Mr. Liu has been appointed as the City’s Director of Information Technology, effective April 8, 2024. He joined the City of Burlington in November 2022 as the Principal of Digital Enterprise Architecture. Mr. Liu brings over 20 years of experience in technology leadership roles to the City. Prior to his most recent role at the City, he held senior leadership positions with the Government of Nova Scotia’s Digital Services, mostly notably as the Director of Enterprise Architecture for over 10 years. He has also held positions in the private sector at CGI Consulting, and CARIS Inc.

With a commitment to digital transformation, strategy, and enterprise architecture, Mr. Liu has been instrumental in spearheading major digital initiatives, including the implementation of public cloud strategies and migrations, artificial intelligence (AI) solutions, and the modernization of legacy technology systems.

Mr. Liu holds a Master of Computer Science from the University of New Brunswick and a Bachelor of Science in Computer Science from Southwest Jiaotong University in China. His professional certifications include a COBIT 2019 Foundation certificate, an Information Technology Infrastructure Library (ITIL) certificate, and designations as a Business Relationship Management Professional (BRMP), and TOGAF 9 Certified Enterprise Architecture Practitioner.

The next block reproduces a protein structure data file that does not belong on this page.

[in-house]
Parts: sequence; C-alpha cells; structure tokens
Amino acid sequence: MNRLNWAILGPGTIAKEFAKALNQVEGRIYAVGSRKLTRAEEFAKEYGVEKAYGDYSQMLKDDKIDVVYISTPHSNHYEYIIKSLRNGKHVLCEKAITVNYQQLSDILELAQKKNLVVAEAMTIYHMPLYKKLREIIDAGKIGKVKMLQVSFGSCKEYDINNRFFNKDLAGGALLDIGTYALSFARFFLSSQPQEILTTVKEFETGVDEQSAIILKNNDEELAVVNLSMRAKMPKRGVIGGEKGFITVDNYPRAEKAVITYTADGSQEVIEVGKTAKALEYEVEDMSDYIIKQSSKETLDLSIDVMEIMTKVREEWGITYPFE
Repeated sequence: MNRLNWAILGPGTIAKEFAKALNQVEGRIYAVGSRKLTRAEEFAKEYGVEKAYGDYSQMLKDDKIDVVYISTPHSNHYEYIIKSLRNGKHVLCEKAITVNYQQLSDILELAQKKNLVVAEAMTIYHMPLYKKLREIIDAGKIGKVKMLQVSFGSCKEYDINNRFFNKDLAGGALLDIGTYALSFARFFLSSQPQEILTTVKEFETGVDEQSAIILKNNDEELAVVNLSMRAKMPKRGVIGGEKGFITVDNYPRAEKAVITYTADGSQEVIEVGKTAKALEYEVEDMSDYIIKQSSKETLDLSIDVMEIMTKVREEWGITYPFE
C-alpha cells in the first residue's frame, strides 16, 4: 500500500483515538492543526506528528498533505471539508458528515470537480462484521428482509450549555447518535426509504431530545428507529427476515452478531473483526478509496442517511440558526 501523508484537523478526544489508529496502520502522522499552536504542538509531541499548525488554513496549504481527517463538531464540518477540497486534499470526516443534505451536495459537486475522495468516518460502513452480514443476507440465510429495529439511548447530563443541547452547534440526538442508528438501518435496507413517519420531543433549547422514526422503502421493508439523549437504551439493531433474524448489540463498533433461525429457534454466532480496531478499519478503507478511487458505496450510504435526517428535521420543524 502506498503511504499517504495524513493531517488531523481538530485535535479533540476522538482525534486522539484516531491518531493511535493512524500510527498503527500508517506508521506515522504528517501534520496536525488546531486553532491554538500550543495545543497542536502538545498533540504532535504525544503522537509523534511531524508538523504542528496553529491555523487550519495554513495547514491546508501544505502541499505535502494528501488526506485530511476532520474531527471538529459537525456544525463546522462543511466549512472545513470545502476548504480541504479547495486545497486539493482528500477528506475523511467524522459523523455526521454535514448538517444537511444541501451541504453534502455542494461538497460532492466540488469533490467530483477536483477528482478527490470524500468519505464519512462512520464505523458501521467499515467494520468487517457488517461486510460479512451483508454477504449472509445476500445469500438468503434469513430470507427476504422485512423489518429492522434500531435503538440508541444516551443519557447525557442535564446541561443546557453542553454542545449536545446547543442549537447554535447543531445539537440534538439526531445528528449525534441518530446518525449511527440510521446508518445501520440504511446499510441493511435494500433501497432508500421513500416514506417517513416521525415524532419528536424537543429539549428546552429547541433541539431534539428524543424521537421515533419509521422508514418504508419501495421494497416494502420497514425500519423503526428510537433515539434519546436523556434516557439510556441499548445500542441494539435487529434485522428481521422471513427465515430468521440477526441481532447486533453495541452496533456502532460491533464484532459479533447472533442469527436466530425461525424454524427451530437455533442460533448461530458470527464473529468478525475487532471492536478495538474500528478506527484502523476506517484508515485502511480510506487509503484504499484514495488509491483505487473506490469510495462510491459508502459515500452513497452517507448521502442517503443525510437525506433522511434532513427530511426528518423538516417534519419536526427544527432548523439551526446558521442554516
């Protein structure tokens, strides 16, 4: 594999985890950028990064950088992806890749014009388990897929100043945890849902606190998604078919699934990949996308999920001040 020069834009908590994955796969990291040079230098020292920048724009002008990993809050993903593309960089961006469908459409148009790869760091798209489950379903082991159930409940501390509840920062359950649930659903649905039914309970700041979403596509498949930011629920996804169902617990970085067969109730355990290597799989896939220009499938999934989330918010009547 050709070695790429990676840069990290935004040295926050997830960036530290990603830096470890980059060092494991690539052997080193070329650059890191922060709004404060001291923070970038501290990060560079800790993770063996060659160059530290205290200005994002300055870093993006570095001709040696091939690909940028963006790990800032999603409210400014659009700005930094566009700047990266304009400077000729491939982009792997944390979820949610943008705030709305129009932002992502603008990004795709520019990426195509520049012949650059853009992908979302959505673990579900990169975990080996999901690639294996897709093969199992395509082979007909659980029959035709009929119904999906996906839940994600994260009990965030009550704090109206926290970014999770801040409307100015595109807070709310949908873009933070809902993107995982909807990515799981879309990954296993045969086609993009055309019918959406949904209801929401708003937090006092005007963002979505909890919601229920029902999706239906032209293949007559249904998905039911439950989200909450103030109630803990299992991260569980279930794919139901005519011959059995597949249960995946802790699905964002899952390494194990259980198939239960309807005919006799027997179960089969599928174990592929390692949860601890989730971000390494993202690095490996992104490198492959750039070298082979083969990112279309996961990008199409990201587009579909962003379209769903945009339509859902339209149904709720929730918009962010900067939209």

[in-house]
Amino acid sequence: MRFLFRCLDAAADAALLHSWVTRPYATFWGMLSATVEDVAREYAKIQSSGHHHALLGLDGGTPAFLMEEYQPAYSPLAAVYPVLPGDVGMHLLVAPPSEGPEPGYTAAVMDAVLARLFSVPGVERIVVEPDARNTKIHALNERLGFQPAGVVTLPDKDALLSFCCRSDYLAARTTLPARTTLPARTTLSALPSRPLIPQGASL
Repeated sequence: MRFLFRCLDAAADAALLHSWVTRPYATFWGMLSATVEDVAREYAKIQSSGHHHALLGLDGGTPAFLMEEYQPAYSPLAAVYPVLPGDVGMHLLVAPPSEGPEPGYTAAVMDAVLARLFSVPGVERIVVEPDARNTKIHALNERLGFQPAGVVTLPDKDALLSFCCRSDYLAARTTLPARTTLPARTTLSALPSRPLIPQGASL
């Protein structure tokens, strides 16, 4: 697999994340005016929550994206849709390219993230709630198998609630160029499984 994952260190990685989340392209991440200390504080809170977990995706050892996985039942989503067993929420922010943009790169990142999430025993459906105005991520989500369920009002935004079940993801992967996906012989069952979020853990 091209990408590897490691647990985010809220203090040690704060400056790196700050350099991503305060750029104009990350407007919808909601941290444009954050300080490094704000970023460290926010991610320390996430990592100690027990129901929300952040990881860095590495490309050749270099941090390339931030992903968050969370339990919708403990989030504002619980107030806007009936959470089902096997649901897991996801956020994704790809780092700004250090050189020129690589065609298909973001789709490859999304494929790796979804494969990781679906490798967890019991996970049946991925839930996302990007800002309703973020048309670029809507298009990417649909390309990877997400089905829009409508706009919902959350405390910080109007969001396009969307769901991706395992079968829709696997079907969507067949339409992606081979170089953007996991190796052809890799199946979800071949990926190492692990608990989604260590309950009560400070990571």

Chinelo (Chinny) Okereke

Ms. Okereke joined the City of Burlington as the new Director of Digital Strategy and User-Centric Services on March 25, 2024. Ms. Okereke is an accomplished senior technology transformation leader. Prior to joining the City, she was the Enablement, Transformation and Operations Lead for Walmart Canada’s Insights & Analytics Centre of Excellence, created to accelerate the organization’s digital transformation agenda. She has also held positions at the Royal Bank of Canada including driving the strategic enablement of the technology function, and program managing RBC’s global innovation accelerator for employees.

Throughout her career, Ms. Okereke has acquired extensive experience in driving large transformation programs and leading successful digital initiatives that increase customer satisfaction, user engagement and employee experience. She has also led the development of user-friendly digital platforms to transform customer interactions.

Ms. Okereke holds a Master of Management Sciences (Technology) from Waterloo University, and a Bachelor of Science, Economics from the University of Toronto. She has certifications in product management, change management and Agile Project Management. She has also served as a part-time instructor for colleges, teaching innovation, change management and business management.

In their roles at the City of Burlington, Mr. Liu, Ms. Okereke, and their teams will be responsible for helping to execute aspects of the City’s Digital Business Strategy. The strategy outlines actions and investments that take advantage of technology and data to optimize and transform the way City services are delivered. The strategy will guide the delivery of services and ensure they meet the needs of the community, are easy to use, and cost efficient.